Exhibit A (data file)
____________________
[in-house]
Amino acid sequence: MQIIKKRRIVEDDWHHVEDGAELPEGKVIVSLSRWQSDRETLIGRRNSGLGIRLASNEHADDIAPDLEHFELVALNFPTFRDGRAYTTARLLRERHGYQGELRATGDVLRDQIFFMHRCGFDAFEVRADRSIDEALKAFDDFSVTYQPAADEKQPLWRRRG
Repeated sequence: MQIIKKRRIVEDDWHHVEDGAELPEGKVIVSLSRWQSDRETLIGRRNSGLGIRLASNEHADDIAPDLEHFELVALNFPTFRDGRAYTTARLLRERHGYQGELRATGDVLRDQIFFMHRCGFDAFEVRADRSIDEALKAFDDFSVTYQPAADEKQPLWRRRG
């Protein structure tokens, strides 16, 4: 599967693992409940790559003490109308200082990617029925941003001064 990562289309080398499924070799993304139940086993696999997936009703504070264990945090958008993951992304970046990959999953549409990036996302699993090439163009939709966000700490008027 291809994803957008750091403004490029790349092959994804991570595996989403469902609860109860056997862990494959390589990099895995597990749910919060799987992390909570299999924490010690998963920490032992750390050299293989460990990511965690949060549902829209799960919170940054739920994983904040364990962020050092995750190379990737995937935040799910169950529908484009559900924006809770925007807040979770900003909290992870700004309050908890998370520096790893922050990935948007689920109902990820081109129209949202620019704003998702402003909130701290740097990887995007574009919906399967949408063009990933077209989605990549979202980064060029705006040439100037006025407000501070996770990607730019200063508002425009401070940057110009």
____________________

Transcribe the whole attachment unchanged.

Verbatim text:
[in-house]
Amino acid sequence: MQIIKKRRIVEDDWHHVEDGAELPEGKVIVSLSRWQSDRETLIGRRNSGLGIRLASNEHADDIAPDLEHFELVALNFPTFRDGRAYTTARLLRERHGYQGELRATGDVLRDQIFFMHRCGFDAFEVRADRSIDEALKAFDDFSVTYQPAADEKQPLWRRRG
Repeated sequence: MQIIKKRRIVEDDWHHVEDGAELPEGKVIVSLSRWQSDRETLIGRRNSGLGIRLASNEHADDIAPDLEHFELVALNFPTFRDGRAYTTARLLRERHGYQGELRATGDVLRDQIFFMHRCGFDAFEVRADRSIDEALKAFDDFSVTYQPAADEKQPLWRRRG
């Protein structure tokens, strides 16, 4: 599967693992409940790559003490109308200082990617029925941003001064 990562289309080398499924070799993304139940086993696999997936009703504070264990945090958008993951992304970046990959999953549409990036996302699993090439163009939709966000700490008027 291809994803957008750091403004490029790349092959994804991570595996989403469902609860109860056997862990494959390589990099895995597990749910919060799987992390909570299999924490010690998963920490032992750390050299293989460990990511965690949060549902829209799960919170940054739920994983904040364990962020050092995750190379990737995937935040799910169950529908484009559900924006809770925007807040979770900003909290992870700004309050908890998370520096790893922050990935948007689920109902990820081109129209949202620019704003998702402003909130701290740097990887995007574009919906399967949408063009990933077209989605990549979202980064060029705006040439100037006025407000501070996770990607730019200063508002425009401070940057110009």